“These results imply that in the short term, drought’s impact on forests may be severe due to the prevalence of younger trees and their greater sensitivity to drought. But in the long run, those younger trees have a greater ability to recover from drought, which could be beneficial to the carbon stock.”
Those implications will require further study, according to Au and colleagues, given that reforestation has been identified by the Intergovernmental Panel on Climate Change as a potential nature-based solution to help mitigate climate change.
The Sharm el-Sheikh Implementation Plan published during the 2022 United Nations Climate Change Conference in Egypt (COP27) also reaffirmed the importance of maintaining intact forest cover and associated carbon storage as a social and environmental safeguard.
“These findings have implications for how we manage our forests. Historically, we have managed forests to promote tree species that have the best wood quality,” said Indiana University’s Justin Maxwell, a senior author of the study.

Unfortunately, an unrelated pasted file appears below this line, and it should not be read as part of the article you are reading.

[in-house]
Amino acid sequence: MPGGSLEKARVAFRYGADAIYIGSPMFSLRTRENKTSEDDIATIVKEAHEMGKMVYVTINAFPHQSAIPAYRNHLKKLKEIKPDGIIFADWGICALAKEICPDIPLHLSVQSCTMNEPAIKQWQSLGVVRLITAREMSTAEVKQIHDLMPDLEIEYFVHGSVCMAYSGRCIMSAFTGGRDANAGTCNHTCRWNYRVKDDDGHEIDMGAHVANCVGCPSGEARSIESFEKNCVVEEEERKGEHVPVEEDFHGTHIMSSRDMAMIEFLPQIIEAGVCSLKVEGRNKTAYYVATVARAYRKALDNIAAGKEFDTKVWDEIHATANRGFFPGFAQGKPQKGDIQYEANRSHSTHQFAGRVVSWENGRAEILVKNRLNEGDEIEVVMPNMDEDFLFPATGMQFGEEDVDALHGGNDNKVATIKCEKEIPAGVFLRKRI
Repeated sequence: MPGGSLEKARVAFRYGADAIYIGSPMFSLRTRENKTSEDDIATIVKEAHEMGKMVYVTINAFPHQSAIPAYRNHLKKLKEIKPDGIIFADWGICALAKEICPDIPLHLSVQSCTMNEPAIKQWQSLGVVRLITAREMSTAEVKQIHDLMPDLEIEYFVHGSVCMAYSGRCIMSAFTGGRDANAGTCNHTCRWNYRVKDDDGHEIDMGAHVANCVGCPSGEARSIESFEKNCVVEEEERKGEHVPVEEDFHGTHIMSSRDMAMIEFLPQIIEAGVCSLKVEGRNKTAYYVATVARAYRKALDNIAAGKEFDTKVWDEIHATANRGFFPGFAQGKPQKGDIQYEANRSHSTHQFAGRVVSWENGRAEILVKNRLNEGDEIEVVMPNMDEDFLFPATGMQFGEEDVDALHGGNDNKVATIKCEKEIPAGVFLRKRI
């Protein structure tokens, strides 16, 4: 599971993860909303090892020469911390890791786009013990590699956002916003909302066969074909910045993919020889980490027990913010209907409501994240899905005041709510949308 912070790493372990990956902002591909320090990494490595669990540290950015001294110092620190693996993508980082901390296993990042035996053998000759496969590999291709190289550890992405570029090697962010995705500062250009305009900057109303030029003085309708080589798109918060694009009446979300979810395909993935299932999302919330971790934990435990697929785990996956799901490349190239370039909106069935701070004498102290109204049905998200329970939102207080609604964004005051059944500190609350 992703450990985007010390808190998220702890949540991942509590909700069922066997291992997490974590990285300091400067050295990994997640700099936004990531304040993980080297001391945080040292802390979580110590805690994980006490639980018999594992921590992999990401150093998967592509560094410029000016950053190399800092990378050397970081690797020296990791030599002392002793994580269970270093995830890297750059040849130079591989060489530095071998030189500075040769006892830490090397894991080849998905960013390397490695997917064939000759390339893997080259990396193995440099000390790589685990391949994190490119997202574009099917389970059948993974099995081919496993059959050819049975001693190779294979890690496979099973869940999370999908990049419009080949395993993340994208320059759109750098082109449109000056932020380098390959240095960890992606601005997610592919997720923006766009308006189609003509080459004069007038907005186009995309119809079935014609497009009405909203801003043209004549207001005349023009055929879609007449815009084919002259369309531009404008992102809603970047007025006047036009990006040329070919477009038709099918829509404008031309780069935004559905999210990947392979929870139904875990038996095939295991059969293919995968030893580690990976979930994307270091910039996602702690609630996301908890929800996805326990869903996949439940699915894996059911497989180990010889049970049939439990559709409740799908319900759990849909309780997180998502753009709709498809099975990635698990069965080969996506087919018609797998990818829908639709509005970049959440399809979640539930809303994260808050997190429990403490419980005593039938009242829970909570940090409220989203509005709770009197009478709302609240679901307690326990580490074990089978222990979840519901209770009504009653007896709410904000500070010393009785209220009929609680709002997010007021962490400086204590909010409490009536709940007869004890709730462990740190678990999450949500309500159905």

“Our findings suggest that managing forests for their ability to store carbon and to be resilient to drought could be an important tool in responding to climate change, and thinking about the age of the forest is an important aspect of how the forest will respond to drought.”
The researchers used long-term tree-ring data from the International Tree-Ring Data Bank to analyze the growth response of 21,964 trees from 119 drought-sensitive species, during and after droughts of the past century.
They focused on trees in the uppermost canopy. The forest canopy is a multilayered, structurally complex and ecologically important zone formed by mature, overlapping tree crowns.
The upper canopy trees were separated into three age groups—young, intermediate and old—and the researchers examined how age influenced drought response for different species of hardwoods and conifers.